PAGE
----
Web interface for Python's built-in PDB debugger
Web-PDB is a web-interface for Python’s built-in PDB debugger. It allows to debug Python scripts remotely in a web-browser.
Responsive design based on Bootstrap.
Python syntax highlighting with Prism (“Okaida” theme).
Supports all PDB features.
Standard input and output can be redirected to the web-console to interact with Python scripts remotely.
Current file box tracks current position in a file being executed. Red line numbers indicate breakpoints, if any.
Globals and Locals boxes show local and global variables in the current scope. Special variables that start and end with double underscores __ are excluded (you can always view them using PDB commands).
Command history that stores up to 10 last unique PDB commands (accessed by arrow UP/DOWN keys).
Install Web-PDB into your working Python environment:
pip install web-pdb
Insert the following line into your Python program at the point where you want to start debugging:
import web_pdb; web_pdb.set_trace()
The set_trace() call will suspend your program and open a web-UI at the default port 5555 (port value can be changed). Enter in your browser’s address bar: http://<your Python machine hostname or IP>:5555, for example http://monty-python:5555, and you should see the web-UI like the one on the preceding screenshot. Now you can use all PDB commands and features. Additional Current file, Globals and Locals information boxes help you better track your program runtime state.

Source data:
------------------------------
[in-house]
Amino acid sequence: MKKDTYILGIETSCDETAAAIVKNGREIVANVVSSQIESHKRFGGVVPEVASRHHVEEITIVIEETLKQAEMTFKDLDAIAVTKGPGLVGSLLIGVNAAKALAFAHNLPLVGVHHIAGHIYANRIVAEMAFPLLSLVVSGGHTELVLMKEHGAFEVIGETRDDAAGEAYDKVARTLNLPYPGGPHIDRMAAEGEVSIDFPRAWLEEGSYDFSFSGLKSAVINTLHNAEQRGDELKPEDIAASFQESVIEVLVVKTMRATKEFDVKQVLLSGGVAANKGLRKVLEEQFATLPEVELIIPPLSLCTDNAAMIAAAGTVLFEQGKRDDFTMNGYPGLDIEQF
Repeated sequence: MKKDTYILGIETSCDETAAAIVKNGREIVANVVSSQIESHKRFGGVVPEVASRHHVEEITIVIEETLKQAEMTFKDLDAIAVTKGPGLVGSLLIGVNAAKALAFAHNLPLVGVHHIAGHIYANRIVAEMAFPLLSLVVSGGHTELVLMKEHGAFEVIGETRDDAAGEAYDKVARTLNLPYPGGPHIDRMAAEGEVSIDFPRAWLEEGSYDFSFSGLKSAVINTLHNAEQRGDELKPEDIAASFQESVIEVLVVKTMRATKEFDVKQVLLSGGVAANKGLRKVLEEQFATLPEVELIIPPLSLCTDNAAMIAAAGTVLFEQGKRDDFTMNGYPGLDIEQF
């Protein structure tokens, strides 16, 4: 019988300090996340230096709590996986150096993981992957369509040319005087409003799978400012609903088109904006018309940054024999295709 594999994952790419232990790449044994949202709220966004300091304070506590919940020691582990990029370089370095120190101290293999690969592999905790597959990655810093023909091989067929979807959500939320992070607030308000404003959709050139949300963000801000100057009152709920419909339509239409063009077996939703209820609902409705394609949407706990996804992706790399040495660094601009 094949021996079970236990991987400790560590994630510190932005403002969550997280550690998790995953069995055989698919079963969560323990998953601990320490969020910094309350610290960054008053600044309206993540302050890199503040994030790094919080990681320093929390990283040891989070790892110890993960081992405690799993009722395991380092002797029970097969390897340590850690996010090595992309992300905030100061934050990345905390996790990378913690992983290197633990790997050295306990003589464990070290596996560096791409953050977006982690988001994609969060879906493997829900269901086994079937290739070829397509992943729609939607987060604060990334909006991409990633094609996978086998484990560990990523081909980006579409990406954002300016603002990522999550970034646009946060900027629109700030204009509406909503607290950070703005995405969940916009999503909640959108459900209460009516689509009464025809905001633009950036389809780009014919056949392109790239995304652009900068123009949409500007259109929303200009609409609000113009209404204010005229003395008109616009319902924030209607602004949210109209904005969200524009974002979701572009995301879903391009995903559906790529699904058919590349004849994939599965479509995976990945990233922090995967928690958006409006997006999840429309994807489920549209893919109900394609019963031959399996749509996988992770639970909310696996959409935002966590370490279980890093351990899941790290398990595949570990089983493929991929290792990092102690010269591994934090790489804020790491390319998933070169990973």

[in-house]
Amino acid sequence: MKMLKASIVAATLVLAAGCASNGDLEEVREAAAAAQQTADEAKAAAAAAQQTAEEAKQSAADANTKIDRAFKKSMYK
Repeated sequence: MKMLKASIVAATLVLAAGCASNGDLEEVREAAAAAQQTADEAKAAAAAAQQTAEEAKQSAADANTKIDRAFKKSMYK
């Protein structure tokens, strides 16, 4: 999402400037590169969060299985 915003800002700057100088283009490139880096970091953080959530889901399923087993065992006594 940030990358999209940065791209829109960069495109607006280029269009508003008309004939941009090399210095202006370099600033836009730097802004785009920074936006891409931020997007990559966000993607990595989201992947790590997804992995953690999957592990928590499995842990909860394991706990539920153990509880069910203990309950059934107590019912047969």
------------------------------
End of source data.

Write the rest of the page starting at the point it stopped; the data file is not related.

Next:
Note: it is strongly recommended to work with the Web-PDB web-UI only in one browser session. With more than one browser window accessing the web-UI it may display incorrect data in one or more browser sessions.
Subsequent set_trace() calls can be used as hardcoded breakpoints.
Web-PDB is compatible with the new breakpoint() function added in Python 3.7. Set environment variable PYTHONBREAKPOINT="web_pdb.set_trace" to launch Web-PDB with breakpoint().
Additionally, Web-PDB provides catch_post_mortem context manager that can catch unhandled exceptions raised within its scope and automatically start PDB post-mortem debugging session. For example:
import web_pdb with web_pdb.catch_post_mortem(): # Some error-prone code assert foo == bar, 'Oops!'
For more detailed info about the Web-PDB API read docstrings in the ./web_pdb/__init__.py file.
The inspect Command
Web-PDB provides inspect or i command that is not present in the original PDB. This command outputs the list of object’s members along with their values. Syntax: inspect <object_name> or i <object_name>.
Special members with names enclosed in double underscores (__) are ignored.
Considerations for Multithreading and Multiprocessing Programs
Web-PDB maintains one debugger instance that traces only one thread. You should not call set_trace() from different threads to avoid race conditions. Each thread needs to be debugged separately one at a time.
Each process can have its own debugger instance provided you call set_trace with a different port value for each process. This way you can debug each process in a separate browser tab/window. To simplify this you can use set_trace(port=-1) to select a random port between 32768 and 65536.
Browsers: Firefox, Chrome (all modern browsers should work)
MIT, see LICENSE.txt.
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